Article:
“How bad was it?”

“You do not need to know this.”

We drove on in more silence for a while. And then I said, “Okay. But I want a promise from you. Someday in the future you will tell me the truth.”

She thought about it for a while and then made the promise.

 

In the absence of facts, theories and stories and, eventually, legends emerged about Lily and her medical history. Sue has come to believe and say that if we had arrived just one day later, Lily would not have made it. I know that she is telling her own truth and that with her expertise, I should believe her, and yet I don’t. Because I can’t. The what if’s are simply too awful to contemplate. And then there is the memory of Sister Mariska’s confidence. Lily was already “On the mend!” when I first held her . . .

And then there was Monty’s version of the truth, which I heard a half year later when she visited us in Austria. She told me that two nights before our arrival, she had visited Lily in the orphanage. Her condition was dire and Monty didn’t think she would survive the night. She recognized that it was in God’s hands now, and that if Lily was still alive the next morning, then everything would be alright. And that was what happened.

I know Monty was telling her own truth. And I should believe her. But I can’t.

Adopted children do not like hearing that their experiences were “meant to be” and I understand fully why that it is so. How could it ever be “meant to be” that a person loses his/her mother or father in infancy? Beginning one’s life in loss can only be bad luck and never destiny.

And yet.

I cannot and will never stop feeling that Lily and Mitzi and Hubby and I belong together for no other reason than there is no alternative. We four are NOT simply the product of a string of decisions and coincidences and timing and luck . . .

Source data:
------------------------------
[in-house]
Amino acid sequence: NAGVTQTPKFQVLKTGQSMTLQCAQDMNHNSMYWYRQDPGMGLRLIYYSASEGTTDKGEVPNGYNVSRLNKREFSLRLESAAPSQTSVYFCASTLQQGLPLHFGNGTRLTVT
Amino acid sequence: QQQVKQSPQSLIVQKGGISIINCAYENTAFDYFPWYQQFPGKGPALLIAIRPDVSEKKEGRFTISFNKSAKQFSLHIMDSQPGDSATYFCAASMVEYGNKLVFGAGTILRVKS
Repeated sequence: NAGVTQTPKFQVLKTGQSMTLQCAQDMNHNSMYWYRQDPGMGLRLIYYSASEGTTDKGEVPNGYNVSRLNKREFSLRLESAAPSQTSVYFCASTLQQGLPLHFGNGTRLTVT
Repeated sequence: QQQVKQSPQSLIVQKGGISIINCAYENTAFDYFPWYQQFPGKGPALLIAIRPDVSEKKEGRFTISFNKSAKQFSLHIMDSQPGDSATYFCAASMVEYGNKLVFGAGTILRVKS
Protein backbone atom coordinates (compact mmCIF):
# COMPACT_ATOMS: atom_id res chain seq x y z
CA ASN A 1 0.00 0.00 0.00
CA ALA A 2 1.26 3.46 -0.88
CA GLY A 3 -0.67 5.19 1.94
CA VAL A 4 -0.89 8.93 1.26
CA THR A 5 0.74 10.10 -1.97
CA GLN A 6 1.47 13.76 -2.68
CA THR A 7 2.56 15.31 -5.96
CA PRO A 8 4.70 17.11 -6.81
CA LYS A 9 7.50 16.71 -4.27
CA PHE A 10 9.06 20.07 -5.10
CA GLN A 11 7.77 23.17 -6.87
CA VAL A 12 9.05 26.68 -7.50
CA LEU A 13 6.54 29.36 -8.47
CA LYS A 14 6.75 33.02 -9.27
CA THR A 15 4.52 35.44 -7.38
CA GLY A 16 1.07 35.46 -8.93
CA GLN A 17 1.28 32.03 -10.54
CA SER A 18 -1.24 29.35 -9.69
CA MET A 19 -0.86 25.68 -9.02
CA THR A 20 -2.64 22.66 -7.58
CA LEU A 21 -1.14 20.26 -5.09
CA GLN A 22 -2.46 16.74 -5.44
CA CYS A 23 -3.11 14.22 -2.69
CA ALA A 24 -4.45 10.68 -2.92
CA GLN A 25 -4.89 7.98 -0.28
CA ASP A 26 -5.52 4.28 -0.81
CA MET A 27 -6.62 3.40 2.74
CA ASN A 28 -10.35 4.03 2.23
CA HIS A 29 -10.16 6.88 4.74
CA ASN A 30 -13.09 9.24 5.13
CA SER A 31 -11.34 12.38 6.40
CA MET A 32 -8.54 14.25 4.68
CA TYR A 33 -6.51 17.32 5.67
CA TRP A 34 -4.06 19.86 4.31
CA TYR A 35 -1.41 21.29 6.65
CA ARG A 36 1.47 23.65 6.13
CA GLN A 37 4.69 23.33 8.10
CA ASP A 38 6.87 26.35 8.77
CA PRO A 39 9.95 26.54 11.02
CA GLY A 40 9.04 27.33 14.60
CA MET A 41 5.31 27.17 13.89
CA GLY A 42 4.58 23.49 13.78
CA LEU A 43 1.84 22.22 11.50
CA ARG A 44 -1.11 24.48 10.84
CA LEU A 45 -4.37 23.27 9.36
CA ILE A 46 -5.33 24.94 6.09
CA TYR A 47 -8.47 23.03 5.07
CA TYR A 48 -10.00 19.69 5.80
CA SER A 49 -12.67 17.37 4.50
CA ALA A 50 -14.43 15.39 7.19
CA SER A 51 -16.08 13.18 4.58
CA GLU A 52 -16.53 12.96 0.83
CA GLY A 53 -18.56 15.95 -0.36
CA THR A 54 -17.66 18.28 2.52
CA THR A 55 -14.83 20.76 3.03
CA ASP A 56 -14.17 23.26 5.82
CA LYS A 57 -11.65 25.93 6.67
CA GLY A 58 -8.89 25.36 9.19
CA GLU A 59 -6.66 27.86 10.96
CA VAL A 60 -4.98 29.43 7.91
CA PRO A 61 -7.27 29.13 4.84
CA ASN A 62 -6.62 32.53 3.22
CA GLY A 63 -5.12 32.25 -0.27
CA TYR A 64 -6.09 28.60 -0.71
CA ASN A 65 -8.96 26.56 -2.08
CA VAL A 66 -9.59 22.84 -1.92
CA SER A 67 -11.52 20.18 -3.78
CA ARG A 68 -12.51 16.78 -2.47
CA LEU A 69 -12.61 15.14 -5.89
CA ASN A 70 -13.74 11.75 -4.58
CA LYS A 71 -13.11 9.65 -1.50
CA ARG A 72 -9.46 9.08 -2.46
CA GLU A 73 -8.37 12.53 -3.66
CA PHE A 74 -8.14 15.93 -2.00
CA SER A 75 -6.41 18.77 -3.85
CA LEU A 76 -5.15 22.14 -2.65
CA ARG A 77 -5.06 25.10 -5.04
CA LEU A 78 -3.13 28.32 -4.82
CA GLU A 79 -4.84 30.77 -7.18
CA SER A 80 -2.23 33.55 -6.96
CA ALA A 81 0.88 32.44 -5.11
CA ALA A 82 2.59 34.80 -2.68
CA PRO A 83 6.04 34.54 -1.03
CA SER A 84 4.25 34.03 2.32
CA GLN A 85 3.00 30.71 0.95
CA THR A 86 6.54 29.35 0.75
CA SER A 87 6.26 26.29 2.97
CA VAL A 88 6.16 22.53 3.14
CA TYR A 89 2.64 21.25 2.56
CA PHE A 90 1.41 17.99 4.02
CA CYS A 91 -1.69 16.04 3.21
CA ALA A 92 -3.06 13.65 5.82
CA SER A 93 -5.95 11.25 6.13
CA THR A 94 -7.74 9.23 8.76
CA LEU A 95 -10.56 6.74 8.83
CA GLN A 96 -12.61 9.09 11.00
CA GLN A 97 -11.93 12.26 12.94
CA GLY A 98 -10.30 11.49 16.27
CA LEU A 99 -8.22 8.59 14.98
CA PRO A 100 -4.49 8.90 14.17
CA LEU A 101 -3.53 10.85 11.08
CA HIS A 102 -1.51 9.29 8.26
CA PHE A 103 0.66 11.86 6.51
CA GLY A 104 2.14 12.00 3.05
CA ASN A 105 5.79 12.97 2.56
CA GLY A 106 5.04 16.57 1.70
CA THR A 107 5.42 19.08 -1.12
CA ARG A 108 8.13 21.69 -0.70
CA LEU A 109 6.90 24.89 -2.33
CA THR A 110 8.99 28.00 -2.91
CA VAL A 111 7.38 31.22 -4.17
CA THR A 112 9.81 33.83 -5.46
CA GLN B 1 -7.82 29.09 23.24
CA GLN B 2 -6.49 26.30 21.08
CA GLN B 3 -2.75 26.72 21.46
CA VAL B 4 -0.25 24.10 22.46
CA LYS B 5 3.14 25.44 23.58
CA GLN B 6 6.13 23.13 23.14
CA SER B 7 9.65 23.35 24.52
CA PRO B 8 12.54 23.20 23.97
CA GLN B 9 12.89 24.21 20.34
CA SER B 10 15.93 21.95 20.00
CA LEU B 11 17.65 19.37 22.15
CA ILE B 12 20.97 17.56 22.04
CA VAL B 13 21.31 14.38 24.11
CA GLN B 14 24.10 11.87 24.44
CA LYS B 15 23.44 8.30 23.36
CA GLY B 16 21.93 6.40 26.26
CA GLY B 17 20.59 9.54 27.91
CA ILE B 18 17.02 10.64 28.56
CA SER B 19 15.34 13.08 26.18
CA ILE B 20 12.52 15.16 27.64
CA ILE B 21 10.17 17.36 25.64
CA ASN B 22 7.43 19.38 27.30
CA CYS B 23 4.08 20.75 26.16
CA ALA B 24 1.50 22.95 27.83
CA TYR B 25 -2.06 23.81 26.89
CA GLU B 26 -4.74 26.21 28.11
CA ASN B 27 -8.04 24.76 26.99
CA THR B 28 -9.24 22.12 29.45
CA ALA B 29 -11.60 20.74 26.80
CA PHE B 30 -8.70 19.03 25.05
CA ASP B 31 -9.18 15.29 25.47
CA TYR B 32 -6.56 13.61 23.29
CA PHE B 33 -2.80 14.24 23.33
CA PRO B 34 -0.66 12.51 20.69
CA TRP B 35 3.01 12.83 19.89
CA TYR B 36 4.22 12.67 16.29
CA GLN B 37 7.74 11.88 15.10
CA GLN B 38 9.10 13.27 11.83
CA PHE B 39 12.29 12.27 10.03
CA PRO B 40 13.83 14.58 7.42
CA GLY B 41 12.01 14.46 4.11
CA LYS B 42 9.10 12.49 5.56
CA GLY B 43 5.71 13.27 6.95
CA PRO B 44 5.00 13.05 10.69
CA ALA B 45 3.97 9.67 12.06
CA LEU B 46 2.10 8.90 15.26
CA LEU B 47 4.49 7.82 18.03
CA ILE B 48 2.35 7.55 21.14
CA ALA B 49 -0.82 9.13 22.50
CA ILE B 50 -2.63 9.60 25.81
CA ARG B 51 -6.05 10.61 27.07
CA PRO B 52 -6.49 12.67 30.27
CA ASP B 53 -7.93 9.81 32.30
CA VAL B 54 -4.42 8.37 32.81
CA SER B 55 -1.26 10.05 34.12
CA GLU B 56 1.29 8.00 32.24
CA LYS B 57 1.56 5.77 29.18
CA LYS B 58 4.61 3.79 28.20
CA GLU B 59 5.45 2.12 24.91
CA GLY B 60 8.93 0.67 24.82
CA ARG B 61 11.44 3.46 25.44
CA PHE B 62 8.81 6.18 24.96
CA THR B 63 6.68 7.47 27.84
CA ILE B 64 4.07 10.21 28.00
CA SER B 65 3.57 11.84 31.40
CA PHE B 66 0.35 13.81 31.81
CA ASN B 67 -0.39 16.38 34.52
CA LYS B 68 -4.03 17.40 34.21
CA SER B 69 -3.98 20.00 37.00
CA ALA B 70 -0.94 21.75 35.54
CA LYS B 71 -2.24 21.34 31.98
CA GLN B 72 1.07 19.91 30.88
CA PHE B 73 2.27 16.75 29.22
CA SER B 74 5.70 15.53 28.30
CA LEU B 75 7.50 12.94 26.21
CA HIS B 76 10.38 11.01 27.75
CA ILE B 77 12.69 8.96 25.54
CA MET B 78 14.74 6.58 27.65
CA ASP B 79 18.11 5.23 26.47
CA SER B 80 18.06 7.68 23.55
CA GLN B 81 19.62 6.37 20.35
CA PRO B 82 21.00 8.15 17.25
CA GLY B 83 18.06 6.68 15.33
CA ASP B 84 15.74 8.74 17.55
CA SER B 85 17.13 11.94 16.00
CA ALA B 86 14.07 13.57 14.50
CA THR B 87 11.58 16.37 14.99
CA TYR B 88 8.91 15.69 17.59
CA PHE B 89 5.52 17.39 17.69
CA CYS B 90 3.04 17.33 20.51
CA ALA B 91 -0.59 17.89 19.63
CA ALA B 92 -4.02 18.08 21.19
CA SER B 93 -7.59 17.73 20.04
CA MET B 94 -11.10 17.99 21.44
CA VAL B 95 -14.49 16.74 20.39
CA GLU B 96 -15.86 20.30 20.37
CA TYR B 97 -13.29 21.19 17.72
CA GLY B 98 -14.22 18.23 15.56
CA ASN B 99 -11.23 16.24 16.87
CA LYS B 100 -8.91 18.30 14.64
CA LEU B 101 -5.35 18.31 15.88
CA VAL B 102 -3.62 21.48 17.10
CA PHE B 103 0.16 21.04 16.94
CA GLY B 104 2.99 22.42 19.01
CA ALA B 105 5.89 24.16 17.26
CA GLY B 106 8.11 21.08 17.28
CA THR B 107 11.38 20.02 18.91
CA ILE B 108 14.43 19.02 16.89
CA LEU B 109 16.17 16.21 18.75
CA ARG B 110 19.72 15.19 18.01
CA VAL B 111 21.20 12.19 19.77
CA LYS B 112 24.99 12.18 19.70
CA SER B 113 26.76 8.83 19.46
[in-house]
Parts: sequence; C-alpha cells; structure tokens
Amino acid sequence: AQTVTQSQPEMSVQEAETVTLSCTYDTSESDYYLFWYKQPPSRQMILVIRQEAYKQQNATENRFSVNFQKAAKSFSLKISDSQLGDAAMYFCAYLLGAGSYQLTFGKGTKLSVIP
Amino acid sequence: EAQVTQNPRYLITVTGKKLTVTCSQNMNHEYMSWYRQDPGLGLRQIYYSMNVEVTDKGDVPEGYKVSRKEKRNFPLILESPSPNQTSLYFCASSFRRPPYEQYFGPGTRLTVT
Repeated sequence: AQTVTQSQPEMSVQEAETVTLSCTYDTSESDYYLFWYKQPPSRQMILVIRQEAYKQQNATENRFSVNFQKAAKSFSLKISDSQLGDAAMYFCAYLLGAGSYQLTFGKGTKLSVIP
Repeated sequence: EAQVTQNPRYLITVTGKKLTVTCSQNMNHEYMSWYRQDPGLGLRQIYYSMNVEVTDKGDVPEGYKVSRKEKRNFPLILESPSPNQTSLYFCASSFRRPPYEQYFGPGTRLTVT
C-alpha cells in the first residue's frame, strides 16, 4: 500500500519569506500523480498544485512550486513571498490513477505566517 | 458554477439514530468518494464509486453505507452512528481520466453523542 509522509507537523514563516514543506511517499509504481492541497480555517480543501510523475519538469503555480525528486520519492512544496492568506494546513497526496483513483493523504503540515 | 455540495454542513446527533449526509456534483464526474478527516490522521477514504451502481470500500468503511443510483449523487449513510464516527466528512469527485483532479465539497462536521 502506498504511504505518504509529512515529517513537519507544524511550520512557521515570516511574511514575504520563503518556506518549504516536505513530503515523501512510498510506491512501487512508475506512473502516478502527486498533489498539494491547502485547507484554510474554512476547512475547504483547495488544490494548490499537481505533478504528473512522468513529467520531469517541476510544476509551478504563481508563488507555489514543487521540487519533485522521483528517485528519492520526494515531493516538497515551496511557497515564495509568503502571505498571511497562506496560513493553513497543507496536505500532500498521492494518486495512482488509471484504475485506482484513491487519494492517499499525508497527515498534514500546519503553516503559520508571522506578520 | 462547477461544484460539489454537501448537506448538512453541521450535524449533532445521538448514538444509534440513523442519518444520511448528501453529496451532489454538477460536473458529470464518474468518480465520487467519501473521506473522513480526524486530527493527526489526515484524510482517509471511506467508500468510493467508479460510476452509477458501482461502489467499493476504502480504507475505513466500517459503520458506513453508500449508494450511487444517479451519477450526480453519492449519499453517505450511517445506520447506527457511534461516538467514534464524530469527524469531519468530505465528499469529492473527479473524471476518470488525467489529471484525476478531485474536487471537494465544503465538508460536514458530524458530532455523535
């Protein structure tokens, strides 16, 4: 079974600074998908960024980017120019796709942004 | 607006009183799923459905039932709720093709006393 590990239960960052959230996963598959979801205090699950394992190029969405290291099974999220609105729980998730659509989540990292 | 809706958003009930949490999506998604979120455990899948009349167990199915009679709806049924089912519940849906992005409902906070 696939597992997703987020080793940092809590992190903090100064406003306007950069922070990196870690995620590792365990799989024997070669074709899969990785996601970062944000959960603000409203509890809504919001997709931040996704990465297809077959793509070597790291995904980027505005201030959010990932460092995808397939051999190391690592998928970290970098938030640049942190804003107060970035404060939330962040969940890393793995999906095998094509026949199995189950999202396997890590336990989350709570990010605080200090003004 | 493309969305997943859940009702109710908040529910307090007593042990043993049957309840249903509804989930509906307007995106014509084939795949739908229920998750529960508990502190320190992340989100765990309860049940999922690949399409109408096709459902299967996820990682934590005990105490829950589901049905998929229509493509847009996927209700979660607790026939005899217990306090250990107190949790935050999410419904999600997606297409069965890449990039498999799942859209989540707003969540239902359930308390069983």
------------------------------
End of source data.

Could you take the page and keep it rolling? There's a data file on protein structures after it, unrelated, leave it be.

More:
We are meant to be. It is my own truth. And I believe it.

 

——————————————————

The back story:
Reunions – The Prologue
Part 1 – The Decision
Part 2 – Nine Months
Part 3 – The 4 o’clock 10 o’clock Man
Part 4- Seeing is Believing
Part 5 – Whirlwind Departure
Part 6 – Out of the Question
Part 7 – Body Language
Part 8 – International Kidnapping
Part 9 – The Well-being of the Child
Part 10 – Poons and Moons
 Part 11 – Oh No, Not Lily

 

Agnes and Jorge’s Miracle Child

As a self-professed heathen, I don’t usually pay much attention to the goings on in the Catholic Church – or any other organized religion for that matter. But there is something about this current Pope Francis that is hard not to like. Strange to think he was once little Jorge running around the streets of Buenos Aires. (Thank you, Wikipedia.) Mother Teresa – once young Agnes of Macedonia – became a character in my own life story almost 16 years missionaries1ago, when I drove up to the gate of a Missionaries of Charity in Addis Ababa to meet my elder daughter.